Window and Door installation confusion

reneophyteApril 4, 2010


I'll be installing a couple of french doors (exterior) and windows this weekend. It seems everyone's got slightly different ways to "properly" install windows and doors, but some of the information is conflicting. If anyone could please advise the proper installation, I'd appreciate it greatly.

Specifically, the windows and doors are all Marvin Integrity. My house is located in the northeastern US, and has only sheathing on the outside (no house wrap). I plan on siding the house after all windows/doors are installed. According to Marvin's instructions, I should be installing grade D building paper around the rough apron (windows only) and jambs wrapped inside the rough opening. They specify a perimeter sealant application, then the window, and then flexible flashing material OVER the nailing fin and drip cap.

Then I came across this video:,,1632386,00.html

Here Tom Silva applies only the felt paper apron, then uses the flex flashing around the sill framing, but only flush to the jamb framing. He then installs the window (without mention of a sealant), levels, plumbs, etc, and places a final layer of flashing at the head jamb (overlapping the window, but no mention of a drip cap?).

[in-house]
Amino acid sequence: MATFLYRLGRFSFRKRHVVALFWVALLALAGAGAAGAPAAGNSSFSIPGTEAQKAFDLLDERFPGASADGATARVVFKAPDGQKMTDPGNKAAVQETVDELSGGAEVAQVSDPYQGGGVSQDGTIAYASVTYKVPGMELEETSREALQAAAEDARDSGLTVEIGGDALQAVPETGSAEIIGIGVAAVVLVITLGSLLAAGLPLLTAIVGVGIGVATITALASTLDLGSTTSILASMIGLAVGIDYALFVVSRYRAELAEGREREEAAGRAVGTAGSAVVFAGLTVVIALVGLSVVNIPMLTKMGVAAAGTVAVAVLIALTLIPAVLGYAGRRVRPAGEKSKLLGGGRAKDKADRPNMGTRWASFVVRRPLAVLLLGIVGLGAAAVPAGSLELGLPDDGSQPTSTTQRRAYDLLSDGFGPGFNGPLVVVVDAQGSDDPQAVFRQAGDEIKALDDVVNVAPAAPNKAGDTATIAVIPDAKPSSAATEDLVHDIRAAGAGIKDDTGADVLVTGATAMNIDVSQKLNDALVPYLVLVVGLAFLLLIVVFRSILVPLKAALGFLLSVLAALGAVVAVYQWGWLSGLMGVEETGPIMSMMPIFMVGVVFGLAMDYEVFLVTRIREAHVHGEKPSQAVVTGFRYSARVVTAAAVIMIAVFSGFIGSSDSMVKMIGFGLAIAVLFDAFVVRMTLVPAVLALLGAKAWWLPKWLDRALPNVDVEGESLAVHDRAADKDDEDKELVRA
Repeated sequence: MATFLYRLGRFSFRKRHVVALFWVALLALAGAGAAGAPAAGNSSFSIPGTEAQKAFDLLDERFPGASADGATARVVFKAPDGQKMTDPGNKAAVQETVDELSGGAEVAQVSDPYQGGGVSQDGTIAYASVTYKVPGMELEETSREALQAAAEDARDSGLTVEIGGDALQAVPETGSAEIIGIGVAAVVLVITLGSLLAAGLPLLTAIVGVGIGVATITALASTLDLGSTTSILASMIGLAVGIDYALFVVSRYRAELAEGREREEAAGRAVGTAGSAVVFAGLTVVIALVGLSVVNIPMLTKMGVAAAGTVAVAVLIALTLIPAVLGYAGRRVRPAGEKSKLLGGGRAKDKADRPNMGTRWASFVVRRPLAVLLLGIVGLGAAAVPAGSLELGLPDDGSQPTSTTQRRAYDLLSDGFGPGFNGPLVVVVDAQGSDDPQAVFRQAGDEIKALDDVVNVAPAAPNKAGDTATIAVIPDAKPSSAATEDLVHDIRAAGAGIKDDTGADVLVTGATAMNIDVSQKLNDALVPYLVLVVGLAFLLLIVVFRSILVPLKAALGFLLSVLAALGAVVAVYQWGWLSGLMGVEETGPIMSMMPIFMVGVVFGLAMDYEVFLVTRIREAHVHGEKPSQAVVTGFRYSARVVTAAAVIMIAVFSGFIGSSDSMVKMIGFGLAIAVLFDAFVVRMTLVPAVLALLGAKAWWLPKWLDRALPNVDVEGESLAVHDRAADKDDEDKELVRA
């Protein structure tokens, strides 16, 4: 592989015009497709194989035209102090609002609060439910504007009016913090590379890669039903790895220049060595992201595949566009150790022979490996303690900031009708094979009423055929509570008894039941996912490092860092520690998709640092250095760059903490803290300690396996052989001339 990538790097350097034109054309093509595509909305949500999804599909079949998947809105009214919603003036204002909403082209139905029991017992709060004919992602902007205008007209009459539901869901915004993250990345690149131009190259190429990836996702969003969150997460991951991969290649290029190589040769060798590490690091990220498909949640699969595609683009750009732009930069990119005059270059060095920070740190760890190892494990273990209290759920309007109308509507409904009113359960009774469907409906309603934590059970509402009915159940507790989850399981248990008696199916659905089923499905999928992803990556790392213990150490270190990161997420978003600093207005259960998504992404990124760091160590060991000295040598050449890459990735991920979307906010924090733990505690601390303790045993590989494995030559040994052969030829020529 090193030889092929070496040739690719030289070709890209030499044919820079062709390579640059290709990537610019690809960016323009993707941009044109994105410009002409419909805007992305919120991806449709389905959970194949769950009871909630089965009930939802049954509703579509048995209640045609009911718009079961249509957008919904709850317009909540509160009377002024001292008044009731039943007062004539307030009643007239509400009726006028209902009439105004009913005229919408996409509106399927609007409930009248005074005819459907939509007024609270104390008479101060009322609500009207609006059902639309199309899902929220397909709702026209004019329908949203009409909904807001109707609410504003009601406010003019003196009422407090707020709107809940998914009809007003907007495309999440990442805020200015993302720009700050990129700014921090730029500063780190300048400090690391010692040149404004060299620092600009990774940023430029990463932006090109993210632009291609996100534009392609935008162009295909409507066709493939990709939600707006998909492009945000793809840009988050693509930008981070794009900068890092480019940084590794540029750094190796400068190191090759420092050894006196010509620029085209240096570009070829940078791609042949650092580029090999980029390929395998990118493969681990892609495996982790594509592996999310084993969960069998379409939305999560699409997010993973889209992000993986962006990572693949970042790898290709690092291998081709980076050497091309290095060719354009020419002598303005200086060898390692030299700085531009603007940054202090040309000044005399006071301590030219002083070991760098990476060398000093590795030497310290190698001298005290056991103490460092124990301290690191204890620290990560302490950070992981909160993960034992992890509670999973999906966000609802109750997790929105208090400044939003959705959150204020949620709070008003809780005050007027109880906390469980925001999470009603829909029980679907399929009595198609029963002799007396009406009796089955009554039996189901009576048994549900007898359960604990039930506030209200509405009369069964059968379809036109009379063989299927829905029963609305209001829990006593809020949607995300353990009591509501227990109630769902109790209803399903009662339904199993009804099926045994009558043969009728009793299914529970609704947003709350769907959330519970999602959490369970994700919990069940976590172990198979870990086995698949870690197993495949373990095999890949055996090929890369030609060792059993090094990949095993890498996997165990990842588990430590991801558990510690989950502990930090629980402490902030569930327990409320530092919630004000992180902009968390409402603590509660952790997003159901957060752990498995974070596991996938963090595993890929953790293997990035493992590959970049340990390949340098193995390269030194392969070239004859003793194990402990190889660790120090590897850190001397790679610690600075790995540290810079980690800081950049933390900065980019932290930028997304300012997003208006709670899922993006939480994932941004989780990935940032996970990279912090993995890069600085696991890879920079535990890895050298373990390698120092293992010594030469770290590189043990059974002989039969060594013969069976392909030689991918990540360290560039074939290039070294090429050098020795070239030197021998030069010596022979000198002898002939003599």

I'm inclined to follow the manufacturer instructions as to not void the warranty, and wrap the jamb and sill framing with building paper, and use the flex flashing over the nailing flange. Is this what is normally done?

Also, Marvin doesn't have any info about flashing the sill in the french door instructions (just construction adhesive is used). My installation has a bit of a roof overhang protecting it, but there's also a deck that the doors will lead out onto, and I want to be certain I'm applying any prudent application(s) on the sill. I see there are plastic corners and other rigid sill plates available on the market. Is this necessary?

Thanks in advanced for any of your shared wisdom!

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Windows on Washington Ltd

There are better sill flashing membranes now that allow for a 1 piece corner as opposed to cutting the membrane in the corner. Tyvek makes several nice products in the membrane applications.

There are also rigid water management/sill pan applications that work very well.

    Bookmark   April 6, 2010 at 6:54AM
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